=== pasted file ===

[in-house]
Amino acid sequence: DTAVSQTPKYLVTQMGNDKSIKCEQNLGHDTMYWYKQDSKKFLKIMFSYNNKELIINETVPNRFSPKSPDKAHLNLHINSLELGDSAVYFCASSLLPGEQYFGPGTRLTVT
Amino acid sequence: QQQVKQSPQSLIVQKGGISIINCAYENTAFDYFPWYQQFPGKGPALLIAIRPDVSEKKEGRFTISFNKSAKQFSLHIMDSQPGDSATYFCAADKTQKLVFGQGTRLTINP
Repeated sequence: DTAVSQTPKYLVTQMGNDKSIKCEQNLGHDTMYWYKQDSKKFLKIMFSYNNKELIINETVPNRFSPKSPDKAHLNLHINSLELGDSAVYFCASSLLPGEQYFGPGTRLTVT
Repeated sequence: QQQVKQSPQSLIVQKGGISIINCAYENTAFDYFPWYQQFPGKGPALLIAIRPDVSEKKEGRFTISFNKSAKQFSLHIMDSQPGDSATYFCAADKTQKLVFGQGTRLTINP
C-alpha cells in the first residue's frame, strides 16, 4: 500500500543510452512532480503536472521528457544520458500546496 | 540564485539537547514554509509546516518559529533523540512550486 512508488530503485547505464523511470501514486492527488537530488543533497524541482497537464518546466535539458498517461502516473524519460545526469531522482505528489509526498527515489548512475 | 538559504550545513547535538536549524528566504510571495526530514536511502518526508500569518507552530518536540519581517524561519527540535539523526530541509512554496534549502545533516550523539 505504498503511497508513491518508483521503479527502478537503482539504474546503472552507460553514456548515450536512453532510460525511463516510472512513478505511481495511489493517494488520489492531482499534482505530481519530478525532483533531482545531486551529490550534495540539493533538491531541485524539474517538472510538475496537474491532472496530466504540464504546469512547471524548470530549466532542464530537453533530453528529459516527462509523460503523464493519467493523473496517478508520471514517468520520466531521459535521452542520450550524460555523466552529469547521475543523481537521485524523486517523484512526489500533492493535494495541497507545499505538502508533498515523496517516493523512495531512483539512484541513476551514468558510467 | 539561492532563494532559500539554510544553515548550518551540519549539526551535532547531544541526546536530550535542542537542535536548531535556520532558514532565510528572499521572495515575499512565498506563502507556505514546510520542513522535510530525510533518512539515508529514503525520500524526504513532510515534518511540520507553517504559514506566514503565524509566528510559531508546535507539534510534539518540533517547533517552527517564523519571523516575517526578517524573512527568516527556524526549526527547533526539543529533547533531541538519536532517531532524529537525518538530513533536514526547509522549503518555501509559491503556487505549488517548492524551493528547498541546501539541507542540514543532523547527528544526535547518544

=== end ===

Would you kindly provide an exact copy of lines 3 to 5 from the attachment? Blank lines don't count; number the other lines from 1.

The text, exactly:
Amino acid sequence: QQQVKQSPQSLIVQKGGISIINCAYENTAFDYFPWYQQFPGKGPALLIAIRPDVSEKKEGRFTISFNKSAKQFSLHIMDSQPGDSATYFCAADKTQKLVFGQGTRLTINP
Repeated sequence: DTAVSQTPKYLVTQMGNDKSIKCEQNLGHDTMYWYKQDSKKFLKIMFSYNNKELIINETVPNRFSPKSPDKAHLNLHINSLELGDSAVYFCASSLLPGEQYFGPGTRLTVT
Repeated sequence: QQQVKQSPQSLIVQKGGISIINCAYENTAFDYFPWYQQFPGKGPALLIAIRPDVSEKKEGRFTISFNKSAKQFSLHIMDSQPGDSATYFCAADKTQKLVFGQGTRLTINP